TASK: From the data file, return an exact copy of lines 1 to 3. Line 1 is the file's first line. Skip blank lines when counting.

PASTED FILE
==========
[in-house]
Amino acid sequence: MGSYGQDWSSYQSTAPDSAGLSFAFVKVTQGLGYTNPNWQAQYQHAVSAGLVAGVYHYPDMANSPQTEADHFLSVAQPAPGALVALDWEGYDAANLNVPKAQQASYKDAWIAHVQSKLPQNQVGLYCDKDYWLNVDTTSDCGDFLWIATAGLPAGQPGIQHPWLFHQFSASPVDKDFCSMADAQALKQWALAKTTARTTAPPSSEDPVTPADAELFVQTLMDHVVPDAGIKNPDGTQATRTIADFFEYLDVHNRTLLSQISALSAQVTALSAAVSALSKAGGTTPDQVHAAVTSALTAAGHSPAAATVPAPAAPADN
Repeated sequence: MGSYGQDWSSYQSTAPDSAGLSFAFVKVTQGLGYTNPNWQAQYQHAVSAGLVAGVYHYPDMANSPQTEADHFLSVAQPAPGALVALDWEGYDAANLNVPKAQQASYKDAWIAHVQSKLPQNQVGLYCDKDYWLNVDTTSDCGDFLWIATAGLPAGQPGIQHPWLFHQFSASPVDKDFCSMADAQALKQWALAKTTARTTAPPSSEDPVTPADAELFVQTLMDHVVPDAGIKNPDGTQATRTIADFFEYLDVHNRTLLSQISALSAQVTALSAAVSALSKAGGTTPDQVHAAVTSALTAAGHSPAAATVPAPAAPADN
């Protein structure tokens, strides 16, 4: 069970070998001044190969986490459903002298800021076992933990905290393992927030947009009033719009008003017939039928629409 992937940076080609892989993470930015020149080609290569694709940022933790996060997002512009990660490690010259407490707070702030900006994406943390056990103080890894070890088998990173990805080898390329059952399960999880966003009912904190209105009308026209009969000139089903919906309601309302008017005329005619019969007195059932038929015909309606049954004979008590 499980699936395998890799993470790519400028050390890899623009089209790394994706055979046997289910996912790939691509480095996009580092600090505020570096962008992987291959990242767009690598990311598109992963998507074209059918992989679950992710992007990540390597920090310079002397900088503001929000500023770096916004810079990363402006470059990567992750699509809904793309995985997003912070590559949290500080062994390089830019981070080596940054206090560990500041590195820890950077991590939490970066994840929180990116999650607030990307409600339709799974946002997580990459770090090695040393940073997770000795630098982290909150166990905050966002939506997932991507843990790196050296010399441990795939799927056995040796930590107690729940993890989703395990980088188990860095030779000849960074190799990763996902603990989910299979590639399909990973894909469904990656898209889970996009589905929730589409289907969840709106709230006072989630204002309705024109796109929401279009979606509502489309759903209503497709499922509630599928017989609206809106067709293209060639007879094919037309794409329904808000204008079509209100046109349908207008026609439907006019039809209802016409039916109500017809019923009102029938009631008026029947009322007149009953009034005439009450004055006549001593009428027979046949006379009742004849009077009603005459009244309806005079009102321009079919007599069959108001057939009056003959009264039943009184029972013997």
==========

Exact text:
[in-house]
Amino acid sequence: MGSYGQDWSSYQSTAPDSAGLSFAFVKVTQGLGYTNPNWQAQYQHAVSAGLVAGVYHYPDMANSPQTEADHFLSVAQPAPGALVALDWEGYDAANLNVPKAQQASYKDAWIAHVQSKLPQNQVGLYCDKDYWLNVDTTSDCGDFLWIATAGLPAGQPGIQHPWLFHQFSASPVDKDFCSMADAQALKQWALAKTTARTTAPPSSEDPVTPADAELFVQTLMDHVVPDAGIKNPDGTQATRTIADFFEYLDVHNRTLLSQISALSAQVTALSAAVSALSKAGGTTPDQVHAAVTSALTAAGHSPAAATVPAPAAPADN
Repeated sequence: MGSYGQDWSSYQSTAPDSAGLSFAFVKVTQGLGYTNPNWQAQYQHAVSAGLVAGVYHYPDMANSPQTEADHFLSVAQPAPGALVALDWEGYDAANLNVPKAQQASYKDAWIAHVQSKLPQNQVGLYCDKDYWLNVDTTSDCGDFLWIATAGLPAGQPGIQHPWLFHQFSASPVDKDFCSMADAQALKQWALAKTTARTTAPPSSEDPVTPADAELFVQTLMDHVVPDAGIKNPDGTQATRTIADFFEYLDVHNRTLLSQISALSAQVTALSAAVSALSKAGGTTPDQVHAAVTSALTAAGHSPAAATVPAPAAPADN